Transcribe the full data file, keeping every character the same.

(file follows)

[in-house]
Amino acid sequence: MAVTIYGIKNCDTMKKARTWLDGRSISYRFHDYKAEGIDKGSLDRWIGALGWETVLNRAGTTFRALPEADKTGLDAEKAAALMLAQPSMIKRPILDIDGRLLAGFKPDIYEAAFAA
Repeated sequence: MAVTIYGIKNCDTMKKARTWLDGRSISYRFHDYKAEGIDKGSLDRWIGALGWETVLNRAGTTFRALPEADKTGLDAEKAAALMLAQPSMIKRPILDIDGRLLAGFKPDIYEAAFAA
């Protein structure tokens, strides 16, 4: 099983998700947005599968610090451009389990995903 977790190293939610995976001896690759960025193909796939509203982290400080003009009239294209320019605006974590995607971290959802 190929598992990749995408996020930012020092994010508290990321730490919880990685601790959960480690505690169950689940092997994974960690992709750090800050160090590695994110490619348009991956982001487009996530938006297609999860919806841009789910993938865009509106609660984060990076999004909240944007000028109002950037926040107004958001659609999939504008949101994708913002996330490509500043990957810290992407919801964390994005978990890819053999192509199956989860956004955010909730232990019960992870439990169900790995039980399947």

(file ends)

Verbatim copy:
[in-house]
Amino acid sequence: MAVTIYGIKNCDTMKKARTWLDGRSISYRFHDYKAEGIDKGSLDRWIGALGWETVLNRAGTTFRALPEADKTGLDAEKAAALMLAQPSMIKRPILDIDGRLLAGFKPDIYEAAFAA
Repeated sequence: MAVTIYGIKNCDTMKKARTWLDGRSISYRFHDYKAEGIDKGSLDRWIGALGWETVLNRAGTTFRALPEADKTGLDAEKAAALMLAQPSMIKRPILDIDGRLLAGFKPDIYEAAFAA
């Protein structure tokens, strides 16, 4: 099983998700947005599968610090451009389990995903 977790190293939610995976001896690759960025193909796939509203982290400080003009009239294209320019605006974590995607971290959802 190929598992990749995408996020930012020092994010508290990321730490919880990685601790959960480690505690169950689940092997994974960690992709750090800050160090590695994110490619348009991956982001487009996530938006297609999860919806841009789910993938865009509106609660984060990076999004909240944007000028109002950037926040107004958001659609999939504008949101994708913002996330490509500043990957810290992407919801964390994005978990890819053999192509199956989860956004955010909730232990019960992870439990169900790995039980399947």